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Cold dust discovered around nearest star Proxima Centauri

Dust detected around the closest star to the solar system, Proxima Centauri, may indicate the presence of an elaborate planetary system.

3 November 2017


Artist’s impression of the dust belts around Proxima Centauri. Credit: ESO/M. Kornmesser

The observations, presented in Astrophysical Journal Letters, were made at The ALMA Observatory in Chile by researchers from the Instituto de Astrofísica de Andalucía (CSIC) and Queen Mary University of London (QMUL).

The new observations reveal the glow coming from cold dust in a region between one to four times as far from Proxima Centauri as the Earth is from the Sun.

The data also hint at the presence of an even cooler outer dust belt. These structures are similar to the much larger belts in the Solar System and are also expected to be made from particles of rock and ice that failed to form planets.

Proxima Centauri is the closest star to the Sun. It is a faint red dwarf lying just four light-years away in the southern constellation of Centaurus (The Centaur). It is orbited by the Earth-sized temperate world Proxima b, discovered in 2016 and the closest planet to the Solar System.

Co-author of the study Guillem-Anglada-Escudé [1], from QMUL, said: “The cold dust detected by ALMA is really important because it shows the new level of detail that we can reach in understanding planetary systems when focusing on these very nearby stars with new generation observatories.

“These observations show that Proxima Centauri seems to hold a rich planetary system with an interesting dynamical history rather than just Proxima b, which we discovered last year.”

What are dust belts?

Dust belts are the remains of material that did not form into larger bodies such as planets. The particles of rock and ice in these belts vary in size from the tiniest dust grain, smaller than a millimetre across, up to asteroid-like bodies many kilometres in diameter [2].

Dust appears to lie in a belt located at a few hundred million kilometres from Proxima Centauri and has a total mass of about one hundredth of the Earth’s mass. This belt is estimated to have a temperature of about –230 degrees Celsius, as cold as that of the Kuiper Belt in the outer Solar System.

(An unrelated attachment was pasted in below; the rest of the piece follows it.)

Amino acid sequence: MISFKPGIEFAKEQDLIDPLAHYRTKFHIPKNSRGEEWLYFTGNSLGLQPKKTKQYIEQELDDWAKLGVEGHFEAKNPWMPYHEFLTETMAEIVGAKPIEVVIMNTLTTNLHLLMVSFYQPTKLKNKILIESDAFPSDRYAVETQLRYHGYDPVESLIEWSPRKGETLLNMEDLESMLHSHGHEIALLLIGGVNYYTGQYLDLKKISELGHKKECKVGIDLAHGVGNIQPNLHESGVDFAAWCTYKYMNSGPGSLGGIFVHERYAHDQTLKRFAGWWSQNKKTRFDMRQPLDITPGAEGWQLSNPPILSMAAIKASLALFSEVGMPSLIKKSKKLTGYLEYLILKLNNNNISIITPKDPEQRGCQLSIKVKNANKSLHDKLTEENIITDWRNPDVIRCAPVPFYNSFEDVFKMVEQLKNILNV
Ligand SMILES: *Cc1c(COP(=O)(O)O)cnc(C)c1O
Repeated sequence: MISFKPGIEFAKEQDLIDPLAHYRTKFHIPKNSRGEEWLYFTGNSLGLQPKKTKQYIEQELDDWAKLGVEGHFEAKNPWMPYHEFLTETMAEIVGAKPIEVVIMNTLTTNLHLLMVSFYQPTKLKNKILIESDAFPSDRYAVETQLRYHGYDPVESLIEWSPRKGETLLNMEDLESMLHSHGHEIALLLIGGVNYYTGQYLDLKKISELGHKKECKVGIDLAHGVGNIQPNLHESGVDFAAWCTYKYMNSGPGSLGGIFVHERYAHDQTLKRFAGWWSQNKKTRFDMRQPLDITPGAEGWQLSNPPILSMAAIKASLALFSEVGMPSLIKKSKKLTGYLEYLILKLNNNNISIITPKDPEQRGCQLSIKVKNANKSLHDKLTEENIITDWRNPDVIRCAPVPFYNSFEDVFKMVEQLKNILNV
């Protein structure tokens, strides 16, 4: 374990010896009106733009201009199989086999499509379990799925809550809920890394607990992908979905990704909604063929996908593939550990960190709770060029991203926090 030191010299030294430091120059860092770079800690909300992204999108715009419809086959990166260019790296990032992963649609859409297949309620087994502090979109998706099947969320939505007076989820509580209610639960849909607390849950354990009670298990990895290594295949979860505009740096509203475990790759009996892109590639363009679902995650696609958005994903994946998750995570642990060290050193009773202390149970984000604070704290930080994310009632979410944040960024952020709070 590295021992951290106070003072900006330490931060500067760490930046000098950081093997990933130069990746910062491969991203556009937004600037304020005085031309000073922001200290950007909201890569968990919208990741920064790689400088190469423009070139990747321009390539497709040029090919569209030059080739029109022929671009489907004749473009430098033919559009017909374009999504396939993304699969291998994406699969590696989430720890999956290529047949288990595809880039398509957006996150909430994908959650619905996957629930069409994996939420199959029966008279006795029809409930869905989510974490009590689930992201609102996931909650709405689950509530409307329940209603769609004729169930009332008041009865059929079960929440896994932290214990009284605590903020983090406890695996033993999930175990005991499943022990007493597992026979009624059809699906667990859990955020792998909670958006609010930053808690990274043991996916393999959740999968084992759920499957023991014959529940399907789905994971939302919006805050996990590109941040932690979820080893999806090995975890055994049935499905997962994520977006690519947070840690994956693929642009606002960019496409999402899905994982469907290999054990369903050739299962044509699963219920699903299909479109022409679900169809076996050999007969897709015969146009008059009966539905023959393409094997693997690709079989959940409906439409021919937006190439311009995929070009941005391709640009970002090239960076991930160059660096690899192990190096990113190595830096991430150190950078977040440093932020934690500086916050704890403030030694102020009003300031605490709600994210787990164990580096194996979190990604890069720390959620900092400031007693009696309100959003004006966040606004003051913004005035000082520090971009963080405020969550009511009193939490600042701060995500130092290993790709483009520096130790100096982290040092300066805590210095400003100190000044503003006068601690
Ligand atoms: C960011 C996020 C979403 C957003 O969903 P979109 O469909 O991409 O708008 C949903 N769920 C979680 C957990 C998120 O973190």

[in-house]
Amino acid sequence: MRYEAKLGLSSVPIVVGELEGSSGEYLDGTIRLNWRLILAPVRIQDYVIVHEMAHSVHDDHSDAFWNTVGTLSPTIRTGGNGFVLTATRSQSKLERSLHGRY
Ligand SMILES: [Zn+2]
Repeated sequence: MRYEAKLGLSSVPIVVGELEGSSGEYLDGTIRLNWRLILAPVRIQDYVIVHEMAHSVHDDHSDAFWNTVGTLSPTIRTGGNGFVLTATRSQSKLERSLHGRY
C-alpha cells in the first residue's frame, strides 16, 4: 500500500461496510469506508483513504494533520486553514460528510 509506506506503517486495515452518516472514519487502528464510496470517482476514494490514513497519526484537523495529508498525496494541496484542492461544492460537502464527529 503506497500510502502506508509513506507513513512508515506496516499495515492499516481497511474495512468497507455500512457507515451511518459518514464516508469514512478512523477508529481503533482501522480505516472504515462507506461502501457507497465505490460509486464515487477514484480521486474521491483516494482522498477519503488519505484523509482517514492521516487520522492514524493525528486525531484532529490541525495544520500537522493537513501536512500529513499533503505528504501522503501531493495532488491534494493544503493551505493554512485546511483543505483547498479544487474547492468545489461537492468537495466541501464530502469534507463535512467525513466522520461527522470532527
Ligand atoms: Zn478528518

There are also hints in the ALMA data of another belt of even colder dust about ten times further out. If confirmed, the nature of an outer belt is intriguing, given its very cold environment far from a star that is cooler and fainter than the Sun. Both belts are much further from Proxima Centauri than the planet Proxima b, which orbits at just four million kilometres from its parent star [3].

Lead author of the study Guillem Anglada, from (CSIC), Granada, Spain, explains the implications of the discovery: “This result suggests that Proxima Centauri may have a multiple planet system with a rich history of interactions that resulted in the formation of a dust belt. Further study may also provide information that might point to the locations of as yet unidentified additional planets.”

Just the appetiser

Proxima Centauri's planetary system is also particularly interesting because there are plans — the Starshot project — for future direct exploration of the system with microprobes attached to laser-driven sails. Knowledge of the dust environment around the star is essential for planning such a mission.

Co-author Pedro Amado, also from the Instituto de Astrofísica de Andalucía, explains that this observation is just the start: “These first results show that ALMA can detect dust structures orbiting around Proxima. Further observations will give us a more detailed picture of Proxima's planetary system. In combination with the study of protoplanetary discs around young stars, many of the details of the processes that led to the formation of the Earth and the Solar System about 4600 million years ago will be unveiled. What we are seeing now is just the appetiser compared to what is coming!”

References:

[1] In a cosmic coincidence, Guillem Anglada-Escudé, the astronomer who led the team that discovered Proxima Centauri b, shares his name with the lead author of the study in which this research is published, although the two are not related.  

[2] Proxima Centauri is quite an old star, of similar age to the Solar System. The dusty belts around it are probably similar to the residual dust in the Kuiper Belt and the asteroid belt in the Solar System and the dust that creates the Zodiacal Light. The spectacular discs that ALMA has imaged around much younger stars, such as HL Tauri, contain much more material that is in the process of forming planets.

[3] The apparent shape of the very faint outer belt, if confirmed, would give astronomers a way to estimate the inclination of the Proxima Centauri planetary system. It would appear elliptical due to the tilt of what is assumed to be in reality a circular ring. This would in turn allow a better determination of the mass of the Proxima b planet, which is currently known only as a lower limit.

More information:

For media information, contact:

Neha Okhandiar
Public Relations Manager
Queen Mary University of London
email: n.okhandiar@qmul.ac.uk
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